INDIANAPOLIS, AUG. 7 -- More than a third of the United States athletes moved out of the Pan Am village, where competing athletes normally are housed during international competition, because the organizing committee here grossly underestimated the number of athletes participating in these games.

Approximately 300 members of the U.S. delegation moved into hotels and motels downtown, a short walking distance from many of the venues, including the Hoosier Dome.

Earlier in the day, organizing committee members nearly decided to send some of the foreign athletes to nearby Marion (Ind.) College but figured the Americans -- as hosts -- should be the ones displaced. "Hey, 18 days of cable and room service," one U.S. Olympian said. "I can live with that. When do we check in?" Modern comforts aside, the committee also felt it would be easier on security to keep the visiting athletes in one area.

Fort Benjamin Harrison, which is serving as the village, is equipped to handle about 4,900 athletes. But more than 6,000 have already shown up, meaning many had to stay in hotels on Thursday night while the Pan Am officials scrambled.

Ted Boehm, chairman of the organizing comittee, said his organization was told months ago to expect 6,000. "But 6,000 was never believed by us to be a realistic estimate," he said today. "No prior games have had that kind of turnout. We figured 5,000 maximum."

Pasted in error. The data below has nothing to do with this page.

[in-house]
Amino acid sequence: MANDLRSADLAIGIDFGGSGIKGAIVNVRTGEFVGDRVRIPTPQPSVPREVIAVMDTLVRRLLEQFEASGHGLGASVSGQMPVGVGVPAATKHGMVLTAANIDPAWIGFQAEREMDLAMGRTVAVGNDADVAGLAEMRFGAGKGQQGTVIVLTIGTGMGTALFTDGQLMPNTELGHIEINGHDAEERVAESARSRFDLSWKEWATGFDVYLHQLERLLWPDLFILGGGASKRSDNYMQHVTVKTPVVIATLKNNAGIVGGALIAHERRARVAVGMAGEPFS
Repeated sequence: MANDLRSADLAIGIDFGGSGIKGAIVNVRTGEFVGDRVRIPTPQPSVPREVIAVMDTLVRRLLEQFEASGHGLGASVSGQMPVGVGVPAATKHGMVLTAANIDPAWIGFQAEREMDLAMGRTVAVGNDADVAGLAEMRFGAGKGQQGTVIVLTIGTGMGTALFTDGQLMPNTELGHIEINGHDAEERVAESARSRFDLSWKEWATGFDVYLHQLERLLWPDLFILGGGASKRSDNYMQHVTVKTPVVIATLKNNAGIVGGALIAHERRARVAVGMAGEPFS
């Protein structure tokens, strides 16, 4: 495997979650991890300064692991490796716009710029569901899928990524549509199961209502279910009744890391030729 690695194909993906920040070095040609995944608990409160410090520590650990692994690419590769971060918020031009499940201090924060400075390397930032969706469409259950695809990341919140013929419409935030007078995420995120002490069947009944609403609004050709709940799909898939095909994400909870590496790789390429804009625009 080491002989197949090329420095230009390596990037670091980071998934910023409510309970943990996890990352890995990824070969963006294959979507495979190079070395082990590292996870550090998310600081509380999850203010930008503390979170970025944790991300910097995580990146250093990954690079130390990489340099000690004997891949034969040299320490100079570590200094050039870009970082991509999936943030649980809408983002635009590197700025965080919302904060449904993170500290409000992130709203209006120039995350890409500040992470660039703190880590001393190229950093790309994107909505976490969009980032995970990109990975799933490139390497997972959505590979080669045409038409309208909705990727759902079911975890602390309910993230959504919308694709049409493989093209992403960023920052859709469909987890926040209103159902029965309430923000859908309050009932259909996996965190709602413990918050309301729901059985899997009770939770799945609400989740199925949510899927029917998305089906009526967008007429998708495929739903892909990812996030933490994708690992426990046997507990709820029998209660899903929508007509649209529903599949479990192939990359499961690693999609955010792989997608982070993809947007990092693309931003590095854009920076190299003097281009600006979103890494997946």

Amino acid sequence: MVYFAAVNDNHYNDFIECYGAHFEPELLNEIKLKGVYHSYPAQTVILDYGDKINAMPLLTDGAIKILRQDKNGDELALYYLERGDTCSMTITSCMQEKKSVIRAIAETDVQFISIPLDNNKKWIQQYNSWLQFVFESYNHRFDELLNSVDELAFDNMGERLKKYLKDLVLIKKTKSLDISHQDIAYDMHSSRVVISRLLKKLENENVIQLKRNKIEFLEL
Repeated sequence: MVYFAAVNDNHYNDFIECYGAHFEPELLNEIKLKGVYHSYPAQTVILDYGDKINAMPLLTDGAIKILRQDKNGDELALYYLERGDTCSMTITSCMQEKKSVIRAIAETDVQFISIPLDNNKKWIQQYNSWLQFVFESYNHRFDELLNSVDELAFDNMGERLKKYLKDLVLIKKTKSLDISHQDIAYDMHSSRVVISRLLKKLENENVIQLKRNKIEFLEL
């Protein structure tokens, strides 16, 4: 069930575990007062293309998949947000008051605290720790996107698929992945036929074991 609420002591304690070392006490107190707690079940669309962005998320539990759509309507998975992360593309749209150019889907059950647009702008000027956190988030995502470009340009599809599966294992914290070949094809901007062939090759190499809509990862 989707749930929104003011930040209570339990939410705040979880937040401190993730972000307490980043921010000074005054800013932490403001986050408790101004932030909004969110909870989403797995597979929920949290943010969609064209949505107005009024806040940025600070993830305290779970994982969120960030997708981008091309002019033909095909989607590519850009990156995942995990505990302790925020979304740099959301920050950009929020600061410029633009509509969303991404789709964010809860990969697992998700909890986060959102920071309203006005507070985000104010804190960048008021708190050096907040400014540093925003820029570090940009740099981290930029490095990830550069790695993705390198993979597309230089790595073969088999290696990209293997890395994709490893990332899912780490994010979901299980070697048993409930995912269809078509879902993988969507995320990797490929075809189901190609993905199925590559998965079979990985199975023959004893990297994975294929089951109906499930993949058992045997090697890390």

The Chilean delegation to the Games was officially greeted on Wednesday. But the State Department's delay in granting a visa to one of Chile's athletes left that nation uncertain if it would remain in the competition.

Late tonight, the Chilean delegation, headed by its Olympic committee chairman, Juan Carlos Asguep, was still awaiting word on whether the U.S. would grant a visa to Francisco Zuniga, an ex-secret police officer who is part of Chile's shooting team.

The State Department decided to review Zuniga after newspaper reports identified him as a member of the National Intelligence Central. He had also been described as part of an anti-riot unit that attacked a group of journalists and demonstrators during a street protest in 1982.

This afternoon, Pan Am president Mario Vasquez-Rana supported the Chileans, saying through an interpreter, "It's a very sad thing . . . not to give a visa to an athlete because it is the obligation of the country to give it to him. It is one of the things we requested of the organizing committee {in Indianapolis} when the games were being organized . . . He {Asguep} wanted to withdraw his delegation, and I would do the same thing . . . "

Indiana basketball player Keith Smart, on rooming with former Naval Academy star David Robinson:

"He talks in his sleep. He talks about basketball. I'll hear him in the middle of the night saying, 'Pass the ball . . . No shoot.' I can't tell you what else he talks about . . . "